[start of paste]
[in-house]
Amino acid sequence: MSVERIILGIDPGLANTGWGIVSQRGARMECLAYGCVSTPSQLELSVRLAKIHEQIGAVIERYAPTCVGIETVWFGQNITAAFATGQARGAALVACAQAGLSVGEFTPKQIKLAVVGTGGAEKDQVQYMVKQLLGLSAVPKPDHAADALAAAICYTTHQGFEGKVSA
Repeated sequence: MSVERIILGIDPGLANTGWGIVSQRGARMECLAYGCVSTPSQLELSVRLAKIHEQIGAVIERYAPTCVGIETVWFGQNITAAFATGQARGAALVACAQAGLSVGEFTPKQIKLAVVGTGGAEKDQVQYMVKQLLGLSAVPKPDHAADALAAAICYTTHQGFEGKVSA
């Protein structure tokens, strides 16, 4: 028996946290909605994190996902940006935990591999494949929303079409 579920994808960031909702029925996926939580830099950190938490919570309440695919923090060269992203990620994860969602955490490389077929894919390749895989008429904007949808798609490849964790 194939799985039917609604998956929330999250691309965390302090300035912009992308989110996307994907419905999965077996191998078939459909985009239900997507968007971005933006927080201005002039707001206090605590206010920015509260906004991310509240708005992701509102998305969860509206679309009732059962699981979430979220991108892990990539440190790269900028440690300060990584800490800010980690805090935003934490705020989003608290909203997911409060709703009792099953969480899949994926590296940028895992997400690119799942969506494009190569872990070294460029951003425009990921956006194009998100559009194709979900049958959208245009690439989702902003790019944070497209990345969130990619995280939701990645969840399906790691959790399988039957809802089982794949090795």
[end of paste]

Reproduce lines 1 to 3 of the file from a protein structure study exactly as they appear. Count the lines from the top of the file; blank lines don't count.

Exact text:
[in-house]
Amino acid sequence: MSVERIILGIDPGLANTGWGIVSQRGARMECLAYGCVSTPSQLELSVRLAKIHEQIGAVIERYAPTCVGIETVWFGQNITAAFATGQARGAALVACAQAGLSVGEFTPKQIKLAVVGTGGAEKDQVQYMVKQLLGLSAVPKPDHAADALAAAICYTTHQGFEGKVSA
Repeated sequence: MSVERIILGIDPGLANTGWGIVSQRGARMECLAYGCVSTPSQLELSVRLAKIHEQIGAVIERYAPTCVGIETVWFGQNITAAFATGQARGAALVACAQAGLSVGEFTPKQIKLAVVGTGGAEKDQVQYMVKQLLGLSAVPKPDHAADALAAAICYTTHQGFEGKVSA